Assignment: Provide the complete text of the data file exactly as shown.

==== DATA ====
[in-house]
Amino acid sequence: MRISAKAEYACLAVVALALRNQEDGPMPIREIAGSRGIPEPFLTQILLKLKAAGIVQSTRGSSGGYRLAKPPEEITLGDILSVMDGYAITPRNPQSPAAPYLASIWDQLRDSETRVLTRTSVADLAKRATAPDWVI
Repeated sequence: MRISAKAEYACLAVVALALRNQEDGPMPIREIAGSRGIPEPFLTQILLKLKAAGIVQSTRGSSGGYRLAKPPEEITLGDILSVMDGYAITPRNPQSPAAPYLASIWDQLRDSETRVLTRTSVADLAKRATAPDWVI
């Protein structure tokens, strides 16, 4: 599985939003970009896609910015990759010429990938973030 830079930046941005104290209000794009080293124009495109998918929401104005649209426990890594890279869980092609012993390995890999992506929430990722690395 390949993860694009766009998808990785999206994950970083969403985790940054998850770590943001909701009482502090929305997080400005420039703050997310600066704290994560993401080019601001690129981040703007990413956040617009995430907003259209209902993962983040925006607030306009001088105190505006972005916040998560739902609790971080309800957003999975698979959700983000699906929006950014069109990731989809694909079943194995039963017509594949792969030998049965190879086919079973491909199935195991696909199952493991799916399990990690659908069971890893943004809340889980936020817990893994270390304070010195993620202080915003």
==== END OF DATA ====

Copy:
[in-house]
Amino acid sequence: MRISAKAEYACLAVVALALRNQEDGPMPIREIAGSRGIPEPFLTQILLKLKAAGIVQSTRGSSGGYRLAKPPEEITLGDILSVMDGYAITPRNPQSPAAPYLASIWDQLRDSETRVLTRTSVADLAKRATAPDWVI
Repeated sequence: MRISAKAEYACLAVVALALRNQEDGPMPIREIAGSRGIPEPFLTQILLKLKAAGIVQSTRGSSGGYRLAKPPEEITLGDILSVMDGYAITPRNPQSPAAPYLASIWDQLRDSETRVLTRTSVADLAKRATAPDWVI
């Protein structure tokens, strides 16, 4: 599985939003970009896609910015990759010429990938973030 830079930046941005104290209000794009080293124009495109998918929401104005649209426990890594890279869980092609012993390995890999992506929430990722690395 390949993860694009766009998808990785999206994950970083969403985790940054998850770590943001909701009482502090929305997080400005420039703050997310600066704290994560993401080019601001690129981040703007990413956040617009995430907003259209209902993962983040925006607030306009001088105190505006972005916040998560739902609790971080309800957003999975698979959700983000699906929006950014069109990731989809694909079943194995039963017509594949792969030998049965190879086919079973491909199935195991696909199952493991799916399990990690659908069971890893943004809340889980936020817990893994270390304070010195993620202080915003």